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China cautions US on steel protection

By CHEN WEIHUA in Washington | China Daily USA | Updated: 2018-02-14 23:30

China on Tuesday expressed concern over serious protectionism in the steel trade following the latest US announcement of an anti-dumping investigation into imports of welded pipe.

US Commerce Secretary Wilbur Ross on Tuesday announced the initiation of an antidumping duty (AD) and countervailing duty (CVD) probe into imports of large- diameter welded pipe from Canada, Greece, China, India, South Korea and Turkey.

The estimated dumping margins, alleged by several US steel pipe factories, ranged from 16.18 to 20.39 percent for South Korea and 132.63 percent for China.

In 2016, the US imported $139 million worth of large diameter welded pipe from China, according to the US Commerce Department.

It said the US International Trade Commission will make its preliminary determinations on or before March 5.

If the ITC preliminarily determines that there is injury or threat of injury, then the Commerce Department investigations will continue, with preliminary CVD determinations scheduled for April 16, and preliminary AD determinations scheduled for June 29, unless these deadlines are extended.

"China expressed concern over the grave US trade protectionist tendency in steel products," Wang Hejun, head of China's Ministry of Commerce Trade Remedy and Investigation Bureau, said in a statement posted on the ministry's website.

He noted that by January of this year, 222 US trade remedy measures going into effect have targeted steel products, accounting for more than half of the total US trade remedy measures. They also cover almost all steel products imported to the US.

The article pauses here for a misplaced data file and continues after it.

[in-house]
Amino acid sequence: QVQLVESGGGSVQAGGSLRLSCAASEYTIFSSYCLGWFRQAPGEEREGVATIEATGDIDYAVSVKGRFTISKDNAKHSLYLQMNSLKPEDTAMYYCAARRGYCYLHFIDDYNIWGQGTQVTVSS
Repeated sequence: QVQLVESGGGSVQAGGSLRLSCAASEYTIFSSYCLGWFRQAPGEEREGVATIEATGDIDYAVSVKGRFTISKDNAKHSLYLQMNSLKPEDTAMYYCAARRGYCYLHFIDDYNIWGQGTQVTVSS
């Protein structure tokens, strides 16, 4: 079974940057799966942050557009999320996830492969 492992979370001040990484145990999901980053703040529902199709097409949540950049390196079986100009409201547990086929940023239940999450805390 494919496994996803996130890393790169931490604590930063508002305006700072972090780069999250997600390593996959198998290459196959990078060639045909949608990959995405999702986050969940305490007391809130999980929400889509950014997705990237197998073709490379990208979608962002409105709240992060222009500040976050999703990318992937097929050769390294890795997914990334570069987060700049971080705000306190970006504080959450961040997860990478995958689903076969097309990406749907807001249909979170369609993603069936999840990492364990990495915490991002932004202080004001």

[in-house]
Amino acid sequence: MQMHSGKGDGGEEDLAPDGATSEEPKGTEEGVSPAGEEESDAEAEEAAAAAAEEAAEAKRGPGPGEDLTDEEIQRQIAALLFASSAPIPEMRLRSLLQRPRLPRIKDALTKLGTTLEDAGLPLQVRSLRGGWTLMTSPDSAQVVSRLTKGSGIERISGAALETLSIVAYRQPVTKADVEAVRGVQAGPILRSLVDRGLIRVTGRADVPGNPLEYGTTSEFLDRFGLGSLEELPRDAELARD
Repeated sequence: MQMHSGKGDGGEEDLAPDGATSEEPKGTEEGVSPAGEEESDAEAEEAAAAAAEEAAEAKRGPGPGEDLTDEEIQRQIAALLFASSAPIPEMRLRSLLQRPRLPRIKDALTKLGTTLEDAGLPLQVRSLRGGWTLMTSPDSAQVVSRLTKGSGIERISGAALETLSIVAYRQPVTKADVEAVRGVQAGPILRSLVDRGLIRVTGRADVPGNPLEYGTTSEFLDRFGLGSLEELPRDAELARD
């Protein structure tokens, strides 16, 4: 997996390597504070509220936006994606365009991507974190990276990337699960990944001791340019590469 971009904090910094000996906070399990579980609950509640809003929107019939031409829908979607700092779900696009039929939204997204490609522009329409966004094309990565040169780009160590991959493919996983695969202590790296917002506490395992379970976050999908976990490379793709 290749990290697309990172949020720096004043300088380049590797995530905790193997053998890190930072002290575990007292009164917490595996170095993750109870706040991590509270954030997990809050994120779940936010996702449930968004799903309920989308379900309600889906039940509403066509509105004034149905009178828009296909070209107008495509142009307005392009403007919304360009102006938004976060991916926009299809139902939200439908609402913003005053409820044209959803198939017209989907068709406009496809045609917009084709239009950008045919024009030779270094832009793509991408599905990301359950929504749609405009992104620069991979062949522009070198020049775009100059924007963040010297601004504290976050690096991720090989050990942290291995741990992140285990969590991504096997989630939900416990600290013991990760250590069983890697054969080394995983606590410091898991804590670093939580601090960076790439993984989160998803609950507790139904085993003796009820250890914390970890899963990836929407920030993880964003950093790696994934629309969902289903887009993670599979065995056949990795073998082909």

"While World Trade Organization members have the right to initiate trade remedy investigations, such frequent and excessive protection of domestic industries could not achieve the goal of trade remedy but often lead to a vicious cycle (of trade actions)," Wang said.

He called on the US to exercise restraint in applying trade restriction measures.

The Trump administration has reportedly completed its investigation into the national security implications of US imports of steel and aluminum, conducted under the Section 232(b) of the US Trade Expansion Act of 1962.

"Should Trump announce tariffs, the United States might find itself defending that decision at the World Trade Organization by invoking GATT Article XXI (the Security Exception), which allows members to abandon their tariff obligations in times of war or national security emergencies," Daniel Ikenson, a senior fellow at the Cato Institute, wrote on Monday in an article posted on the institute's website.

Yukon Huang, a senior fellow at the Carnegie Endowment for International Peace, described the US probe into Chinese steel as "stupid" because China accounts for only 2 percent of US steel imports.

He said protecting the US steel industry does not generate many jobs, but higher steel prices from tariffs would lead to higher prices and more job losses in sectors that use steel as raw materials. "It just doesn't make sense," Huang said.

He said that China is cutting its steel capacity and "the problem is going to solve itself".

China slashed its crude steel production capacity by more than 50 million tons in 2017. It also phased out production of 140 million tons of low-quality steel made from scrap metal last year, the Ministry of Industry and Information Technology announced last week.


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